Ever wonder how much ‘activity’ is going on all around us – In particular, above us? Well, Saturday night (02-24-18) I went to an event at Lake Louisa State Park here in Central Florida. By and large, it was a fun, educational astronomy event presented as a family happening. While the facilitators were very good and informative, I went with the soul intention of capturing some astro-photography as Lake Louisa State Park provides a minimal light pollution environment – one of the few areas in Central Florida capable of this.
The first photo (above) was pretty much a single, long exposure shot conveying or portraying a pretty, peaceful and fairly clear night sky with a fair amount of stars up there. As beautiful as that shot is, the one below depicts what’s really going on overhead during this event.
The picture below – taken at the exact same location as the first photo above – is what’s known as a ‘star trails’ shot. If you don’t know what a ‘star trails’ shot is, let me explain. In short, I set my camera to capture time lapse photos over a span (in this instance) of about an hour and fifteen minutes. Each of the 250 shots i captured had an exposure time of 15 seconds. Now as we all know, the earth is constantly rotating. The fact the camera had the shutter opened for fifteen seconds per shots times 250 shots, what happens is the camera a actually picks up the earth’s rotation while shooting pictures of the stars. The stars don’t move in these shots, but the earth does. The end result is the stars look like they’re streaking across the night time sky but in reality, the camera is picking up the earth moving against the stationary stars. Once all the photos are loaded into the computer, I use specific software to ‘morph’ all the 250 shots into one single shot. This one single shot is what you’re looking at below. Make sense? I hope so :).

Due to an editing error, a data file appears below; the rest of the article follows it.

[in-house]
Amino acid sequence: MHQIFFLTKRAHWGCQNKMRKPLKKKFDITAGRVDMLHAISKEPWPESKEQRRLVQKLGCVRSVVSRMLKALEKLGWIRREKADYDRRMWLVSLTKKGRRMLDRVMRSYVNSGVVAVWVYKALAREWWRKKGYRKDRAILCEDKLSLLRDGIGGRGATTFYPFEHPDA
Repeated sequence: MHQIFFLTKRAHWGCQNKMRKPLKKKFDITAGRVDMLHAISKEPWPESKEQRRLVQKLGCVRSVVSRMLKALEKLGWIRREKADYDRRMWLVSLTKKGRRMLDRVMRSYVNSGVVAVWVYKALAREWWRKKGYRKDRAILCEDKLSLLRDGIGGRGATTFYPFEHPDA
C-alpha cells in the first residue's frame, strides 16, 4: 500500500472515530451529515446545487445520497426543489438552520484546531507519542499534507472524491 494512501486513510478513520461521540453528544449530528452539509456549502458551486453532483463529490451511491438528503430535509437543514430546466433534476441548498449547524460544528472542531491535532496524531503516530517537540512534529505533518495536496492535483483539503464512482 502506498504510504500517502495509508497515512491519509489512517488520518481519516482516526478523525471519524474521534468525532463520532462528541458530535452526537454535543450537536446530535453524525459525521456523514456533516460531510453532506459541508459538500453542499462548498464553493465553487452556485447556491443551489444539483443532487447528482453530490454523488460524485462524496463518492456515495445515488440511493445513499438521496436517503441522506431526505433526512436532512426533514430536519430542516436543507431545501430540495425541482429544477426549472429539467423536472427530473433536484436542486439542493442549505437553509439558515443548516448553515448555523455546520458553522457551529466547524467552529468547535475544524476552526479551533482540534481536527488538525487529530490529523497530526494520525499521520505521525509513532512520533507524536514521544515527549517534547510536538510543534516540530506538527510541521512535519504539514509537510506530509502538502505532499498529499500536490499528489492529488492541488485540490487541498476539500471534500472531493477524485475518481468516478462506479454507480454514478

Oh and by the way, what might look like a colored sort of trails going against the grain or opposite direction of the majority of the star trails in the final photo is / are actually airplanes, helicopters or maybe even a shooting star passing by. And the blurry coloration in the lower right corner of the photo are a few of the attendees of the event.
So next time you’re out enjoying the beauty and peace of a clear night sky, this ‘star trails’ photo show what’s really going on all around you and over your head.
Peace – Mike T